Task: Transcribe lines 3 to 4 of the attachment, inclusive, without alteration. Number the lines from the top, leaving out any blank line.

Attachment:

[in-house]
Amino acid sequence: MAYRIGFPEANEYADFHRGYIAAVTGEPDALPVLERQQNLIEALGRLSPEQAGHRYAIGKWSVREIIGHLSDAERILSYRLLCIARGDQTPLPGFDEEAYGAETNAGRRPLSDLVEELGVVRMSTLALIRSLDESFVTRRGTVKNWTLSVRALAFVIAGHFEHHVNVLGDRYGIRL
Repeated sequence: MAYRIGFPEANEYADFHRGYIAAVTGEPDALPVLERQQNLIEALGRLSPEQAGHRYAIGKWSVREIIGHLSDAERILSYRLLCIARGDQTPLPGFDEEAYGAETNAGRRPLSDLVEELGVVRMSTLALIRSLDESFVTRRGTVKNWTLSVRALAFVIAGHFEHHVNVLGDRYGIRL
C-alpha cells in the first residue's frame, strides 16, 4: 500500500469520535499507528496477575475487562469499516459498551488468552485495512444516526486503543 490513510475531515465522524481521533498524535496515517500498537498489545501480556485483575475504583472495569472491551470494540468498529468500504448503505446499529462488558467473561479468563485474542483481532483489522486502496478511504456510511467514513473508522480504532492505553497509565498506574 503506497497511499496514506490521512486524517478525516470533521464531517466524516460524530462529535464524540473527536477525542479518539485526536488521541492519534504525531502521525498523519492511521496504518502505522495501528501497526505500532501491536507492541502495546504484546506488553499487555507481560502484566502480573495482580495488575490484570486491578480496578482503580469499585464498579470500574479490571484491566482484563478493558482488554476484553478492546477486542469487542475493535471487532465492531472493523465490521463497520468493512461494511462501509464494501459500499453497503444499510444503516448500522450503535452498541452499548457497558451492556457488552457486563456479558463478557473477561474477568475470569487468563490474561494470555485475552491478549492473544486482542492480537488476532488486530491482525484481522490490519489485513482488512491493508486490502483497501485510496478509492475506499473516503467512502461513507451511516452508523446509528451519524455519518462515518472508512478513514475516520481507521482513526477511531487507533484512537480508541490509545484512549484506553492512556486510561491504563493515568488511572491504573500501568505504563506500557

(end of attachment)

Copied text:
Repeated sequence: MAYRIGFPEANEYADFHRGYIAAVTGEPDALPVLERQQNLIEALGRLSPEQAGHRYAIGKWSVREIIGHLSDAERILSYRLLCIARGDQTPLPGFDEEAYGAETNAGRRPLSDLVEELGVVRMSTLALIRSLDESFVTRRGTVKNWTLSVRALAFVIAGHFEHHVNVLGDRYGIRL
C-alpha cells in the first residue's frame, strides 16, 4: 500500500469520535499507528496477575475487562469499516459498551488468552485495512444516526486503543 490513510475531515465522524481521533498524535496515517500498537498489545501480556485483575475504583472495569472491551470494540468498529468500504448503505446499529462488558467473561479468563485474542483481532483489522486502496478511504456510511467514513473508522480504532492505553497509565498506574 503506497497511499496514506490521512486524517478525516470533521464531517466524516460524530462529535464524540473527536477525542479518539485526536488521541492519534504525531502521525498523519492511521496504518502505522495501528501497526505500532501491536507492541502495546504484546506488553499487555507481560502484566502480573495482580495488575490484570486491578480496578482503580469499585464498579470500574479490571484491566482484563478493558482488554476484553478492546477486542469487542475493535471487532465492531472493523465490521463497520468493512461494511462501509464494501459500499453497503444499510444503516448500522450503535452498541452499548457497558451492556457488552457486563456479558463478557473477561474477568475470569487468563490474561494470555485475552491478549492473544486482542492480537488476532488486530491482525484481522490490519489485513482488512491493508486490502483497501485510496478509492475506499473516503467512502461513507451511516452508523446509528451519524455519518462515518472508512478513514475516520481507521482513526477511531487507533484512537480508541490509545484512549484506553492512556486510561491504563493515568488511572491504573500501568505504563506500557